In his shortened display of Greenland, John presented stamps from 1938, which was the starting date for Icelandic stamps. He described the great difficulty in acquiring truly postmarked stamps – as opposed to stamps cancelled to order – since not many letters are posted from Greenland. Again, the very colourful and interesting themes of the stamps evoked much admiration.
Cancelled due to extreme weather
Having cancelled the last meeting, it was decided to hold the Competition and Member’s Night together.
There were 6 entries for the General Category and the winnier was Robert Yearley displaying the Cape of Good Hope Triangulars.
There were only 2 GB entries and the winner was Jim Young showing The Wilding Issues.
In the Thematic section there were 4 entries and the winner was Mike Turnbull showing Balloons.
The President’s Shield for the overall winner was awarded to Dr Anderson’s GB Miniature Sheets Display.
Congratulations should also go to all members who participated in the competion this year.
While the counting for the Competition took place, members showed various displays on the topic of ‘New Acquisitions’.
A thoroughly enjoyable evening was had by all.
Mike put on a very fine show of stamps with the theme of “MUSIC”. His sheets ranged from composers Bach, Bethoven Strauss and the rest through to Rock music, The Beatles and everything in between. As a novelty, Mike produced a stamp which had an actual miniature record on it. Unfortunately, Mike did not have a miniature record player to let the company hear it played!!
Vote of thanks – Terry Rodger
The meeting took the form of a viewing of the Clubs annual auction entries. As usual, members produced a varried assortment of lots (400 in number) ranging from sets of stamps to albums, postal historty, postal literature and various other philatelic bits and pieces. Mike Turnbull was ably assisted by his usual team of helpers in setting out the lots for inspection. The President then invited the members to search through the lots, as per the catalogue, so that they could have a pre-view of what they might bid for.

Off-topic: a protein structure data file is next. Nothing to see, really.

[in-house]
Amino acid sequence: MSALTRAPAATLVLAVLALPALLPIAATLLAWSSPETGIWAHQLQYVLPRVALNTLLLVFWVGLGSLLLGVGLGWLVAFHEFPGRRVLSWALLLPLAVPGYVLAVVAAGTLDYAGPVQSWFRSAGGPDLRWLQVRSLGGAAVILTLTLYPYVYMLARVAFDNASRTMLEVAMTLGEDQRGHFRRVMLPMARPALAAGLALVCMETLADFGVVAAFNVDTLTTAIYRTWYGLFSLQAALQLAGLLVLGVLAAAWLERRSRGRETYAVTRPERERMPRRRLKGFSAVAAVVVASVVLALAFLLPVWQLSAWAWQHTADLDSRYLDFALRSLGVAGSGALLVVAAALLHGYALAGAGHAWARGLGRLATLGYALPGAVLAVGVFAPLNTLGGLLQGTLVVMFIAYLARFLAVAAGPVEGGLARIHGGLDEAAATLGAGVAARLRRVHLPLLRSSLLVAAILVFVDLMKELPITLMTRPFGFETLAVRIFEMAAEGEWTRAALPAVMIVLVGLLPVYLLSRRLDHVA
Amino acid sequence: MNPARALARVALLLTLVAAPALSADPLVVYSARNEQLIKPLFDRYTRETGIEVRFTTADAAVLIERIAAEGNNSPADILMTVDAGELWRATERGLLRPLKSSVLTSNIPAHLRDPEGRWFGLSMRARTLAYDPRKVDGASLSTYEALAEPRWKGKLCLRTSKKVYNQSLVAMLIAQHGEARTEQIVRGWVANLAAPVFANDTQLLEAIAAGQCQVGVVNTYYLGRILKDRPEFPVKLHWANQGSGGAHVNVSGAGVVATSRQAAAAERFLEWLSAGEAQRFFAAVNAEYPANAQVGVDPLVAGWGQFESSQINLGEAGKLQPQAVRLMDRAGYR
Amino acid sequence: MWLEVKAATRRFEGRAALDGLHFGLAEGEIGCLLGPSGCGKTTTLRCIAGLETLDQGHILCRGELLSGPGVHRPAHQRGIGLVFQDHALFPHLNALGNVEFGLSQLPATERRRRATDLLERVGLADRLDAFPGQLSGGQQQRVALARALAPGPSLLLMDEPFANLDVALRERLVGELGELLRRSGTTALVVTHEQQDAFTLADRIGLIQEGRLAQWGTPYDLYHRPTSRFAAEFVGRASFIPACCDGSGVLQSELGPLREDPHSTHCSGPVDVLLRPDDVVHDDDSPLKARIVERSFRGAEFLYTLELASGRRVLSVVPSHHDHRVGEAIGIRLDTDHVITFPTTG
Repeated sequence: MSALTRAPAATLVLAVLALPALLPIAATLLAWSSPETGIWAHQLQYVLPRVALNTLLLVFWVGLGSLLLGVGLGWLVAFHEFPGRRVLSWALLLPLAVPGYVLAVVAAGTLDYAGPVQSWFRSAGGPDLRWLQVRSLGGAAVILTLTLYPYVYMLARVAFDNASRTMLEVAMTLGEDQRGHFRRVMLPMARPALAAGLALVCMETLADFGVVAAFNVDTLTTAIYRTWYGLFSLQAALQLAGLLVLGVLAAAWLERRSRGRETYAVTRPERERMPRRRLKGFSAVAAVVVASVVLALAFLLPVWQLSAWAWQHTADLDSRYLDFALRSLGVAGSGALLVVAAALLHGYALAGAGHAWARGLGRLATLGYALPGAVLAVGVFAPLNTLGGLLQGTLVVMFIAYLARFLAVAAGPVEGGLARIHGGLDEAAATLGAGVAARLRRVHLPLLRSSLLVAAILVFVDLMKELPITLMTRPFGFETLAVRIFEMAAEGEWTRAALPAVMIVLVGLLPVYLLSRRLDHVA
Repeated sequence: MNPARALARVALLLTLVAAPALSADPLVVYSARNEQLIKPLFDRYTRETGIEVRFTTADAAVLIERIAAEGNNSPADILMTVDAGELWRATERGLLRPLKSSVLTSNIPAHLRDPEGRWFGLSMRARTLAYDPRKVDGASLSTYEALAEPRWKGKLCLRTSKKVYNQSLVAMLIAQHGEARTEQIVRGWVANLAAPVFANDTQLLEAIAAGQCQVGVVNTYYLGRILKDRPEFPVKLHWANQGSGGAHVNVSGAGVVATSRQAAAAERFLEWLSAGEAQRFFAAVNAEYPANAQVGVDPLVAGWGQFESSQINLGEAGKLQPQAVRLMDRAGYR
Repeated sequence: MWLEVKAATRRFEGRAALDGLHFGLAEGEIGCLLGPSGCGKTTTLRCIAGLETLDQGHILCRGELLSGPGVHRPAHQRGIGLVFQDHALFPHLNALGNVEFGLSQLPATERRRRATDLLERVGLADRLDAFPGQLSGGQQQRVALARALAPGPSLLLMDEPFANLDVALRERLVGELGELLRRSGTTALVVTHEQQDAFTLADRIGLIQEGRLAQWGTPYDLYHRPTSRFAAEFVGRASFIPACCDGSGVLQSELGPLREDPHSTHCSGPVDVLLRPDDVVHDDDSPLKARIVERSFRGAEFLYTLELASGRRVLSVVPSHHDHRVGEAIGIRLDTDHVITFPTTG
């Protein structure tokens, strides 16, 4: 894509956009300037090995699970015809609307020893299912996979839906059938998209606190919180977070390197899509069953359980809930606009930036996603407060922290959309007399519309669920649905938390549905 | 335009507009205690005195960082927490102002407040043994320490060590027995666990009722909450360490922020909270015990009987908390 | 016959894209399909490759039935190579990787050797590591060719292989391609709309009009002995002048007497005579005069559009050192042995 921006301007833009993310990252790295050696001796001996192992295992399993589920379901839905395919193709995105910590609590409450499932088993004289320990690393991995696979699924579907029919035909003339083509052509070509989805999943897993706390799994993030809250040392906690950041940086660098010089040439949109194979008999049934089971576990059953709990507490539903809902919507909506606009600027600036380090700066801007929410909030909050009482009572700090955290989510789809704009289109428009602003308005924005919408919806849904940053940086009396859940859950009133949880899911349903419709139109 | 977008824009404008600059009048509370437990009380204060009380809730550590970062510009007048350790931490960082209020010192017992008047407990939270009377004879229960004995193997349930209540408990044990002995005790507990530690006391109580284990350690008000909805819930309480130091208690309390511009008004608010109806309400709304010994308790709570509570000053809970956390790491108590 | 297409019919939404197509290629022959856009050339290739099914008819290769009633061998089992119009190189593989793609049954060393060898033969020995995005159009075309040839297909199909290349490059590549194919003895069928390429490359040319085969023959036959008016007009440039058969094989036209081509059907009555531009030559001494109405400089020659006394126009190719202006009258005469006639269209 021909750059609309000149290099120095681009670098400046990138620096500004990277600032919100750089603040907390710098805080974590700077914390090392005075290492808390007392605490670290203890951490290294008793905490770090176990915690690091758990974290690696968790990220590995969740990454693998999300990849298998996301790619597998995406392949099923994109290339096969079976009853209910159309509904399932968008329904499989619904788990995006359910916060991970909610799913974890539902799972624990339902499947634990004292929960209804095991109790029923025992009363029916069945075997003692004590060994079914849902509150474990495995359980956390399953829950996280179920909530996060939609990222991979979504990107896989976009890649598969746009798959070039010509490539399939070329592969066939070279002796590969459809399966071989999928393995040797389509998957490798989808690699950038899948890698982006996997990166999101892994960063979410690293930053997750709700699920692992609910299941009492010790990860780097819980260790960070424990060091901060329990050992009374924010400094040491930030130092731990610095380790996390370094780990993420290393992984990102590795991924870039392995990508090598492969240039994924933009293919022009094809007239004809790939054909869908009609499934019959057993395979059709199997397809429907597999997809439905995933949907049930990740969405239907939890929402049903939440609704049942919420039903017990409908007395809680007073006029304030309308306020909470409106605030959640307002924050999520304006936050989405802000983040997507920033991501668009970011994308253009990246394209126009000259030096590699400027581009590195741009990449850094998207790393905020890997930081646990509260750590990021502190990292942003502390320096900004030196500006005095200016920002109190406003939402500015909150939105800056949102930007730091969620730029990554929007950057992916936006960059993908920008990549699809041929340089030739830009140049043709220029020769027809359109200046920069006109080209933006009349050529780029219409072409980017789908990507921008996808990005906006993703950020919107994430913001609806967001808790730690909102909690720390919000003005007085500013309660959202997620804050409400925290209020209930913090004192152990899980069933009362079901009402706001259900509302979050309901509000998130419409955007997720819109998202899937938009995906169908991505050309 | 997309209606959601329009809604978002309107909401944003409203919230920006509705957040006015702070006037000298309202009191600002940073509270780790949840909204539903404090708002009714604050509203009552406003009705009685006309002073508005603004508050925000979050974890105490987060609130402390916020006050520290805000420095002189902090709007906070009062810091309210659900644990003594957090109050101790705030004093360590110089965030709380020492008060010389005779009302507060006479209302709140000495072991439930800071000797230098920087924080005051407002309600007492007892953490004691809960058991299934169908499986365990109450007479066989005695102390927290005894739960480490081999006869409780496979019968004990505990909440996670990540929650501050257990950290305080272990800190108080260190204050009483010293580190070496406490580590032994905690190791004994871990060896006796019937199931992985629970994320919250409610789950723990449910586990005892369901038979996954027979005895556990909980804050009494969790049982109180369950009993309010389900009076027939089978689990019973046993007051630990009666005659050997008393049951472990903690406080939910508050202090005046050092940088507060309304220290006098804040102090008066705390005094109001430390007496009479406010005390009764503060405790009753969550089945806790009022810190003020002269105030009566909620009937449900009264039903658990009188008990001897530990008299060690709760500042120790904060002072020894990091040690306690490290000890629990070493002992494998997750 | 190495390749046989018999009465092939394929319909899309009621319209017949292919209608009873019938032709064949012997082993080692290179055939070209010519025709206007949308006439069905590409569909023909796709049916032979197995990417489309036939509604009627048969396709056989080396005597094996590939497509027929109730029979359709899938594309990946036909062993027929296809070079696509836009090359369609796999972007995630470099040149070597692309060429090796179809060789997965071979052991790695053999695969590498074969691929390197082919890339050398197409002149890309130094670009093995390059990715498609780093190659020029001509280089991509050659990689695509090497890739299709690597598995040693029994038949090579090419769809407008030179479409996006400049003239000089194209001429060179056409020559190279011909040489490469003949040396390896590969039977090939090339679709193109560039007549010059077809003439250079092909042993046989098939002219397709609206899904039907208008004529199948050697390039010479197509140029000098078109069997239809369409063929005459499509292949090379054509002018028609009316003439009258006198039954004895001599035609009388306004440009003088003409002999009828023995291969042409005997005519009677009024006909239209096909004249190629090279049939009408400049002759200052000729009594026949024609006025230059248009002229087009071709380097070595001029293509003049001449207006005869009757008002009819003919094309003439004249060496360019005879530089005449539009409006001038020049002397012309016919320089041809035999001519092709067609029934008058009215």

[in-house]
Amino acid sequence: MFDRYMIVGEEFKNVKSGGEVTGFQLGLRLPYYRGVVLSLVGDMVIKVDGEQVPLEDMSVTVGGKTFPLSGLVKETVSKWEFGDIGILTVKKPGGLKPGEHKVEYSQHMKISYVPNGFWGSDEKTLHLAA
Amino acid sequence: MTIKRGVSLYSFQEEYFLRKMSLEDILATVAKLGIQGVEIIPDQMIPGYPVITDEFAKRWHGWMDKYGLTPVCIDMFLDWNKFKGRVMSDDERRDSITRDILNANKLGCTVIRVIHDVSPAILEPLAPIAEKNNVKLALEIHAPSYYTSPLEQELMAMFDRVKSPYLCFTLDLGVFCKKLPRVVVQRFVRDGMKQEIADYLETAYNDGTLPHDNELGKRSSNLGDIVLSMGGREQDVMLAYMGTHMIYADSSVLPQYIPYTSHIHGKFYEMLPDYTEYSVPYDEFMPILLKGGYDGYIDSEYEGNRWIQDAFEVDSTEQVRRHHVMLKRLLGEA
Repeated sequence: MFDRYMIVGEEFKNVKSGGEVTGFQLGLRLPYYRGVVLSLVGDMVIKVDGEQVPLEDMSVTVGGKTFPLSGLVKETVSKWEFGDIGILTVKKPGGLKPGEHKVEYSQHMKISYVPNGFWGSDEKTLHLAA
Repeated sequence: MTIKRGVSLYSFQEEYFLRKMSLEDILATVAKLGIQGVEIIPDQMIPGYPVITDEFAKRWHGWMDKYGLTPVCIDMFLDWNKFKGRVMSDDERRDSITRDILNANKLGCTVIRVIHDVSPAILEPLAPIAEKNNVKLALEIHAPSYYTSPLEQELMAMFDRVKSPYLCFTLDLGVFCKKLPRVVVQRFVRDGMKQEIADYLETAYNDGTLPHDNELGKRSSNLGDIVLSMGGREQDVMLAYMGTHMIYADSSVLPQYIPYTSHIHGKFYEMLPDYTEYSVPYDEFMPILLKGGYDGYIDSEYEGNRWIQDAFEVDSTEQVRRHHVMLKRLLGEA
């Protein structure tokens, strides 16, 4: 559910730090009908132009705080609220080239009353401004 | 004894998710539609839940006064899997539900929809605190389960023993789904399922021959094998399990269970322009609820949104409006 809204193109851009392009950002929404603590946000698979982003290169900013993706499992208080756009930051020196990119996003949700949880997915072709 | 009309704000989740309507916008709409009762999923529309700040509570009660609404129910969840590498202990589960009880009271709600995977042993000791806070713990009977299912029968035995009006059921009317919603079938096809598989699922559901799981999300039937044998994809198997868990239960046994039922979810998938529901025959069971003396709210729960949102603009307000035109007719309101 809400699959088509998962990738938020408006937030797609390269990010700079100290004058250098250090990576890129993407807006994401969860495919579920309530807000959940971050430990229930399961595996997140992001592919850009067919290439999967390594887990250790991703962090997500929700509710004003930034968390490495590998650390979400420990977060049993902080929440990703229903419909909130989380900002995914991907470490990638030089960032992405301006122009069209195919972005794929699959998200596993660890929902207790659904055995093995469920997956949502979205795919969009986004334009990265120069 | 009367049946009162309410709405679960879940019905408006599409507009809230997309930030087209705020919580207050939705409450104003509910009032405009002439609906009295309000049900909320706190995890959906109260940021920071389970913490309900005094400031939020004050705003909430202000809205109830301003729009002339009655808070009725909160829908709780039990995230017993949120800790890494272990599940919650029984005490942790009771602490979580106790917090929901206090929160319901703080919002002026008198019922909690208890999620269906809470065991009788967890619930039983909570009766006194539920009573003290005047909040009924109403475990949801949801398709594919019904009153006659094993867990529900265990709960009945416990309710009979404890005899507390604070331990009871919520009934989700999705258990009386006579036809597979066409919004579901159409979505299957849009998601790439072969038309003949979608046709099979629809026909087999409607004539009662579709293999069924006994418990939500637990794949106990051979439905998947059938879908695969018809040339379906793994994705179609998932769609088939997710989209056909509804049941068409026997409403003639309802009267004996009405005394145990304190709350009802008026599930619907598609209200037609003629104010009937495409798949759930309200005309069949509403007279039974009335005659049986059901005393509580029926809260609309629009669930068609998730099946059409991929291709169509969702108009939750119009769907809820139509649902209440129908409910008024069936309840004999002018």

The auction was conducted very competently by Alan Watson, ably assisted by the usual team of Messrs D. Bell, I. Gray, J.Morrison and M. Turnbull. The turnover of lots was encouraging and the total of receipts was some £1150, which is well up on last year. At the President’s call, the Members accorded a warm vote of thanks to the auctioneer and his crew.
Three members of the Glasgow Thematic society displayed part of their collections. The firat round started with Eric Ross showing some glimpses of climbers ascending Mount everest, with information about the various groups and individuals who have climbed the mountain. This was followed by Bill McKinlay who had some very fine stamps and details of the Dover to Ostend ferries over the years. The second round started with Ian Hamilton who showed “Railway Cinderallas”, which, while these items are not truely stamps, they are advertising labels which have postal associations and the final display came from Gary Cheyne (in absentia), and this related to German offensive(s) during World War 1.
Vote of thanks: Bruce A Petrie.
Alistair showed a selection of stamp booklets, from the single-fold definitive issues, to the “prestige” commemorative booklets, which carry stamps and text on the history of the subject/person and run to 10 pages or so.
Stuart showed an impeccable display of stamps from China. The period covered was the 1890’s, the 1945-49 Japanese occupation over-prints and some very fine commemoratives from 1982-1986. These commemoratives covered a wide number of subjects and issues ranging from travel, minerals, shipping and animals, including pandas.
Eight members chose to display with subjects ranging from Impressionist Painters, Emerging Countries, Overprints, Falkland Islands, Grangemouth and India. All exhibits were well presented with good write-ups, which adequately explained their subject.
Vote of Thanks: Terry Rodger